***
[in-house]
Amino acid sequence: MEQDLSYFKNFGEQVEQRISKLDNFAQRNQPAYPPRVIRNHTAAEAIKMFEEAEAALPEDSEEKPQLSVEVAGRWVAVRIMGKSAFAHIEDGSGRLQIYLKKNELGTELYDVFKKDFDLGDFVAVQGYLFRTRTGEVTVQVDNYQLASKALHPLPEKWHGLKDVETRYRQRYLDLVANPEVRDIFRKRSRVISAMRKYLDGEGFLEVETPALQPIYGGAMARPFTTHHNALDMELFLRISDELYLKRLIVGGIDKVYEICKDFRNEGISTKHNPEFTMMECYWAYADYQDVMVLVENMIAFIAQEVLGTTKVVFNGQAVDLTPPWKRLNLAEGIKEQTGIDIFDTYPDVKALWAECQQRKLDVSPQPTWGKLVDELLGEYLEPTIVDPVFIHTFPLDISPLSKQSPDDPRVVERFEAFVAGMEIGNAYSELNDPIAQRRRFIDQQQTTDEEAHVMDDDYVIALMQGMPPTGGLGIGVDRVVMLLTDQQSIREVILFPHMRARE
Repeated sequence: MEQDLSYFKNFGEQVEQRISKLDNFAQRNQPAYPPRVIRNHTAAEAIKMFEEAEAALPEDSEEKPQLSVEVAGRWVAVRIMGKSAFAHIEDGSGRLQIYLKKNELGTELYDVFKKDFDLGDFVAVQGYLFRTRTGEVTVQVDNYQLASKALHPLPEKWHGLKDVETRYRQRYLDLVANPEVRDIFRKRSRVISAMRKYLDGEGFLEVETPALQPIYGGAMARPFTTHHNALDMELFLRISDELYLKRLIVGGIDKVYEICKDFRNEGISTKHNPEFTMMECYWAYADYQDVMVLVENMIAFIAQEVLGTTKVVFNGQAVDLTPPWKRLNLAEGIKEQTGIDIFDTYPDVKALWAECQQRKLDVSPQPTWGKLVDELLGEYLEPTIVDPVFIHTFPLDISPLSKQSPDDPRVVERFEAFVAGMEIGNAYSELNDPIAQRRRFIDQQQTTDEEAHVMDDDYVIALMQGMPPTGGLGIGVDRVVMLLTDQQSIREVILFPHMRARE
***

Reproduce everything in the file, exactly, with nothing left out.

[in-house]
Amino acid sequence: MEQDLSYFKNFGEQVEQRISKLDNFAQRNQPAYPPRVIRNHTAAEAIKMFEEAEAALPEDSEEKPQLSVEVAGRWVAVRIMGKSAFAHIEDGSGRLQIYLKKNELGTELYDVFKKDFDLGDFVAVQGYLFRTRTGEVTVQVDNYQLASKALHPLPEKWHGLKDVETRYRQRYLDLVANPEVRDIFRKRSRVISAMRKYLDGEGFLEVETPALQPIYGGAMARPFTTHHNALDMELFLRISDELYLKRLIVGGIDKVYEICKDFRNEGISTKHNPEFTMMECYWAYADYQDVMVLVENMIAFIAQEVLGTTKVVFNGQAVDLTPPWKRLNLAEGIKEQTGIDIFDTYPDVKALWAECQQRKLDVSPQPTWGKLVDELLGEYLEPTIVDPVFIHTFPLDISPLSKQSPDDPRVVERFEAFVAGMEIGNAYSELNDPIAQRRRFIDQQQTTDEEAHVMDDDYVIALMQGMPPTGGLGIGVDRVVMLLTDQQSIREVILFPHMRARE
Repeated sequence: MEQDLSYFKNFGEQVEQRISKLDNFAQRNQPAYPPRVIRNHTAAEAIKMFEEAEAALPEDSEEKPQLSVEVAGRWVAVRIMGKSAFAHIEDGSGRLQIYLKKNELGTELYDVFKKDFDLGDFVAVQGYLFRTRTGEVTVQVDNYQLASKALHPLPEKWHGLKDVETRYRQRYLDLVANPEVRDIFRKRSRVISAMRKYLDGEGFLEVETPALQPIYGGAMARPFTTHHNALDMELFLRISDELYLKRLIVGGIDKVYEICKDFRNEGISTKHNPEFTMMECYWAYADYQDVMVLVENMIAFIAQEVLGTTKVVFNGQAVDLTPPWKRLNLAEGIKEQTGIDIFDTYPDVKALWAECQQRKLDVSPQPTWGKLVDELLGEYLEPTIVDPVFIHTFPLDISPLSKQSPDDPRVVERFEAFVAGMEIGNAYSELNDPIAQRRRFIDQQQTTDEEAHVMDDDYVIALMQGMPPTGGLGIGVDRVVMLLTDQQSIREVILFPHMRARE